She had practiced her every move, all her attendants’ moves, what they would wear, how they would adorn themselves, and how they would paint their faces. They were perfect now, and completely silent as they entered Nimr-Rada’s crowded ceremonial courtyard.

Keren kept her face impassive as she approached the majestic gold-and-leopard-skin clad Nimr-Rada, proud and remote on his dais seat.
How I hate you!

Reaching her designated place, Keren waited while Revakhaw and Tsinnah knelt to untie her ornate gold sandals. When they were finished, Keren stepped out of her sandals, never once looking down. Revakhaw held the elaborate sandals attentively as she stepped behind Keren. Certain that all her attendants were standing exactly where they had been instructed to stand, Keren knelt on
her mat, the others kneeling with her. Then, Keren removed her headpiece and set it aside. For a counted instant they paused, then bowed together in a single motion, touching their foreheads to the mats. Still in perfect accord, they sat up. Keren retrieved her headpiece and put it on again. Then she looked at Nimr-Rada.

His dark eyes were gleaming, smug. Beside him, dazzling in her white robes, gold, jeweled ornaments, and intense face paints, Sharah glared at Keren. To their right, Kuwsh was also fuming at her, resplendent in his leopard-skin mantle, pale wrap, and all his gold.

Ignoring her sister and Kuwsh, Keren faced Nimr-Rada, thinking,
I have bowed to you, but I swear in my heart, which worships only the Most High, that I will repay you for Lawkham’s death. Even if it means my own life, I will find a way to destroy you. You have not won
.

Eighteen

“IS MEHERAH coming this afternoon?” Keren asked Revakhaw, who was entering the courtyard from the gate.

Revakhaw tossed her gleaming curls, obviously pleased with herself. “Indeed, Lady. I told her that we’re going to do nothing but visit and talk and eat and laugh and rest, as we’ve not done in an age! She gives her word that she will come. Her daughters Hadarah and Chayeh begged to come too. I told them you would love to see them again.”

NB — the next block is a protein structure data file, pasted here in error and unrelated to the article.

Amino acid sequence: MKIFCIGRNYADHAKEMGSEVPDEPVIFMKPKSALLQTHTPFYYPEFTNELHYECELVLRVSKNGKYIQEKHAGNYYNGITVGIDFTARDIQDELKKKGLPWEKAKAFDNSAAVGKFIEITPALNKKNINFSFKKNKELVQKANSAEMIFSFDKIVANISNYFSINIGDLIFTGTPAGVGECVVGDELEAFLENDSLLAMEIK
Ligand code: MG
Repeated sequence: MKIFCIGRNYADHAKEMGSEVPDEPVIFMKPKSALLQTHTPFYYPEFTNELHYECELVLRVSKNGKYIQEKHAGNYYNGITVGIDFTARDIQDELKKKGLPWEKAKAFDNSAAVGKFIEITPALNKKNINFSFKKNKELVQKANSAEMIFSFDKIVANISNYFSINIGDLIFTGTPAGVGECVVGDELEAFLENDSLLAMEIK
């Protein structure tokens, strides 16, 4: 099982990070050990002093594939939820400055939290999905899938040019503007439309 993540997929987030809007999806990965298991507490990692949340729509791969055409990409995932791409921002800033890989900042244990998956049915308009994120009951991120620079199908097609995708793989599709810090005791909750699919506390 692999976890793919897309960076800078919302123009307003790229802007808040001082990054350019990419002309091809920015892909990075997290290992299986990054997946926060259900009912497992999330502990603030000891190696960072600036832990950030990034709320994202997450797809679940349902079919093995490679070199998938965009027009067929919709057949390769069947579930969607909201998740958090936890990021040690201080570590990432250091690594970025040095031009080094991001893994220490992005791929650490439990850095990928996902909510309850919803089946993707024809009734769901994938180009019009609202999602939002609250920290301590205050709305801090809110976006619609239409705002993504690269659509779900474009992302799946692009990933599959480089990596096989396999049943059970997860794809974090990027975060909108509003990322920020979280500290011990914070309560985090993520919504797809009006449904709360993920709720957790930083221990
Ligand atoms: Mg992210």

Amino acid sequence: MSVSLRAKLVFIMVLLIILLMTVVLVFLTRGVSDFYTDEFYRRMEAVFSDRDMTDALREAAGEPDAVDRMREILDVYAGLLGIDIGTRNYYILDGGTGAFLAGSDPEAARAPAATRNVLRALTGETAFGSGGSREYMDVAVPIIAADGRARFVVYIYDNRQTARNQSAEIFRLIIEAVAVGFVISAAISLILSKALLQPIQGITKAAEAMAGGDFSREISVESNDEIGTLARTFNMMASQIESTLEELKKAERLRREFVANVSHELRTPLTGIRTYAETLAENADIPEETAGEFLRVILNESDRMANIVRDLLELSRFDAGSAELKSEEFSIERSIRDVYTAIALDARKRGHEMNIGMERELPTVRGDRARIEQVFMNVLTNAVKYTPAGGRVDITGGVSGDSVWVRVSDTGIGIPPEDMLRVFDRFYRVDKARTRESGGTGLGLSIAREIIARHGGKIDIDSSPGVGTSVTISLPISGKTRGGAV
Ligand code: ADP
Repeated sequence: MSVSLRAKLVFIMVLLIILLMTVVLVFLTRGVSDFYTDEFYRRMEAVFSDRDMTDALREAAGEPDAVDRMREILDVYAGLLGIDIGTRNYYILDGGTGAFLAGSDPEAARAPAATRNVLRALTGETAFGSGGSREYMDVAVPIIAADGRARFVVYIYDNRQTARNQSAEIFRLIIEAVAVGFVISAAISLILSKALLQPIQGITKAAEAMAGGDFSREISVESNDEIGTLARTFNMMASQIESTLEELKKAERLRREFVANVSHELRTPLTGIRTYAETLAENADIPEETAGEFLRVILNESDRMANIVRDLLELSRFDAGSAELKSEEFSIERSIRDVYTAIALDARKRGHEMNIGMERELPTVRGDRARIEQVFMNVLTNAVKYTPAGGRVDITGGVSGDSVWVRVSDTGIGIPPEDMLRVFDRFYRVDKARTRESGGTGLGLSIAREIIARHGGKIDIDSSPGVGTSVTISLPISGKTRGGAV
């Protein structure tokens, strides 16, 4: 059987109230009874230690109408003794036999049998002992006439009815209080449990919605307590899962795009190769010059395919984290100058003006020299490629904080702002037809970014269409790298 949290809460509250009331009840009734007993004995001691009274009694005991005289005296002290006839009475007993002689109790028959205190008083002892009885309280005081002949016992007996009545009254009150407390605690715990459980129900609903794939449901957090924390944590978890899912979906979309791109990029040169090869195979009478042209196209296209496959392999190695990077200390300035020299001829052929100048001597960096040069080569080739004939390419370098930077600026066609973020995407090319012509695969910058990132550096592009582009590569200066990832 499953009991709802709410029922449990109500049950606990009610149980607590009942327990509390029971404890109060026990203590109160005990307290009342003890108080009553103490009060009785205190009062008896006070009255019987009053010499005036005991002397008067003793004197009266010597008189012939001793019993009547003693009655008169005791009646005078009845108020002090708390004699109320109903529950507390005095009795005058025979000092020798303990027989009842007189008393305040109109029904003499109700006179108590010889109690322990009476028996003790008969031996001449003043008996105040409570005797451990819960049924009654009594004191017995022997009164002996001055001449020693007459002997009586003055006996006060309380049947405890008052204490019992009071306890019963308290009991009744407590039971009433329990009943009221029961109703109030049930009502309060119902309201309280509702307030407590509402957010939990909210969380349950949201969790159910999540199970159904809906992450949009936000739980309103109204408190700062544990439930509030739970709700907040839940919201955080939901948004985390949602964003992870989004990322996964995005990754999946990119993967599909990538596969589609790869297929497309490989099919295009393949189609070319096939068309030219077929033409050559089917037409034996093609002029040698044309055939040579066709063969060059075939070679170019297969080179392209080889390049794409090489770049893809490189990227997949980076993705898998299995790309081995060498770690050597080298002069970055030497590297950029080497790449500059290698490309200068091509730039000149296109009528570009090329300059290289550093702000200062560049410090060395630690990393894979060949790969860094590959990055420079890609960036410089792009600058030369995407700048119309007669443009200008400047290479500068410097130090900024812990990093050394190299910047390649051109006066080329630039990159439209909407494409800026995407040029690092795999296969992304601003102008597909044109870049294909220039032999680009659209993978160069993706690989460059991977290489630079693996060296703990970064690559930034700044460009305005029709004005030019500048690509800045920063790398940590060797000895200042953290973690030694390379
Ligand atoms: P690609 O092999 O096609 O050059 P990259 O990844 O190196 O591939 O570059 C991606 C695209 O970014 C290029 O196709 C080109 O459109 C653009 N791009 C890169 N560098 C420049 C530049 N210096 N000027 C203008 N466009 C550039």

“And so I will,” Keren agreed, smiling, going back to her task of cleaning the courtyard with Alatah. She was grateful, as always, for Meherah’s continued friendship in the five years since Lawkham’s death. And Hadarah and Chayeh were delightful young women, so much like Lawkham that it sometimes hurt Keren to see them.

Shielding herself from thoughts of Lawkham, Keren
rolled up a frayed mat, deciding that it could be mended and saved. Revakhaw knelt beside her now, unusually solemn. Keren lifted an eyebrow at her. “What’s wrong?”

“We are still being followed by those strange guardsmen every time we leave the gates,” Revakhaw murmured, glancing at the servants listening nearby. “I don’t like it. They followed us more closely than usual today, yet I couldn’t tell if they belonged to He-Who-Lifts-the-Skies, or Kuwsh, or Ra-Anan, or your Great-Lady sister.”

Keren exhaled, disturbed, staring up at the cloud-hazed sky. “I don’t like it either. This has been going on for days. Did they say anything?”

“No, Lady. Alatah said they followed her yesterday when she went to barter for fish. They made her nervous.”

Gnawing her lower lip, thinking, Keren said, “Alatah told me the same thing. We should follow
them
next time. Who in our household was with you this morning?”

“That new guard, Qaydawr, and our devoted Erek.”

“Erek!” Keren sniffed, wishing she could be rid of him. But he was Nimr-Rada’s loyal spy—and Kuwsh’s. She was sure that Qaydawr was also an informant. Probably Nimr-Rada’s. “Tell Zehker what you’ve told me. We should track these new spies—confront them if necessary. Also, please tell everyone in our household that if they go outside for any reason, they must be accompanied by others.”

“I will, Lady.”